Did you get a little clipsy yesterday? I didn’t; I paced myself.
I first learned about totality, umbra, and diamonds in the sky a few months ago. Oh, I guess I’ve heard something about Lucy being in the sky with diamonds but unfortunately, John Lennon isn’t part of this story. Anyway, I have to give props to the city of Nashville for being the first to bring the eclipse onto my Twitter screen about 8 months ago. Their marketing campaign was like no other and I wish I could have been there. Or do I?
“It’s going to be ‘once in a lifetime’ event” said newscaster Dan. “Everybody is going to come together outside and watch the total solar eclipse.” Obviously, that wasn’t the part of the campaign that caught my attention. I go outside to get away from people rather than come together with them. Yesterday, I stayed in while everyone went out. Today, I can see, while many others are trying to get an appointment with the eye doctor and asking their family and friends to describe how their eclipse pictures came out because they can’t see them.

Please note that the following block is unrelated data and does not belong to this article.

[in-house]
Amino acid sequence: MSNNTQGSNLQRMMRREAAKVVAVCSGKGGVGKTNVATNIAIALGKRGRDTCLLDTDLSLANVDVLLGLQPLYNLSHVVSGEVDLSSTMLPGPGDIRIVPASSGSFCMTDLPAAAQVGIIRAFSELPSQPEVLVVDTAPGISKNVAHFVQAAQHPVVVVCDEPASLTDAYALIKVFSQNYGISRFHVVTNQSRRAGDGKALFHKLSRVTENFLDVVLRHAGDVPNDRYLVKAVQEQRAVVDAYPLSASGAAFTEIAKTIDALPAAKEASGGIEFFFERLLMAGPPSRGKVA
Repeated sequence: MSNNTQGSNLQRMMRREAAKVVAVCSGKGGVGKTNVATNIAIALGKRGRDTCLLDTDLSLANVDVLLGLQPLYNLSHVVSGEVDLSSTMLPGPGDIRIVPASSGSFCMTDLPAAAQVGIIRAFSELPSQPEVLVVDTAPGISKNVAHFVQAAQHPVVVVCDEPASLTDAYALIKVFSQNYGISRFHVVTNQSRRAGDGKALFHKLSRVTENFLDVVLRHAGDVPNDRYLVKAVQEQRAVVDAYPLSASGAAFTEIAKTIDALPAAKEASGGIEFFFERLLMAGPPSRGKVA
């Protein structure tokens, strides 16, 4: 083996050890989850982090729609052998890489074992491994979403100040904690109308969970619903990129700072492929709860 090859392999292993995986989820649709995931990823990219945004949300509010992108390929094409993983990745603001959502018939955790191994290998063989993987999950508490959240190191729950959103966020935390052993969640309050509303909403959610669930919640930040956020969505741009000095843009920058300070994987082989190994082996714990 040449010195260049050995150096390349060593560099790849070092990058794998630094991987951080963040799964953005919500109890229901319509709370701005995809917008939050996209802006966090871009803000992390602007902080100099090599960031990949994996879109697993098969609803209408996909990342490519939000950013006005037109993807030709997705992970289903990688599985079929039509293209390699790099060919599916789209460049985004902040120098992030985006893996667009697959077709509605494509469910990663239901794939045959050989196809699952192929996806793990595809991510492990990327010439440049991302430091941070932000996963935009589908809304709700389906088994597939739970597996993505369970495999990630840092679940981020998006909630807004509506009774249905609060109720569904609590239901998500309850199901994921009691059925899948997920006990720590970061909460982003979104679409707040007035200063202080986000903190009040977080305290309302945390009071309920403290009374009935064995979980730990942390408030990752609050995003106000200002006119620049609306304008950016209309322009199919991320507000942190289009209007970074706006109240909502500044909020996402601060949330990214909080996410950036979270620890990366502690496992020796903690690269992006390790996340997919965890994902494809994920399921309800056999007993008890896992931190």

The number of eclipse parties that I saw advertised made me question if anybody worked on Monday. I must have missed the memo about an extra paid day off for all employees who wanted to go to a party and see the moon darken as it passed through the umbra. Parties and moons are not usually good words to use in the same story but you never know what those clipsy people will do. For me, unless the party was happening in my private office or virtually, I would have to totally reply with regrets. I missed the eclipse food, eclipse drinks, and eclipse t-shirts and hats. I didn’t even buy the glasses. NASA didn’t offer any Q-pons for their approved protection and the line to get a free pair was way too long.
About now you’re probably saying, “What a bitch. She didn’t even enjoy the ‘once in a lifetime’ event.” But I did. I found a window in a stairwell and I watched the afternoon light turn to the same afternoon light I usually see. And today? I’m not the least bit clipsy.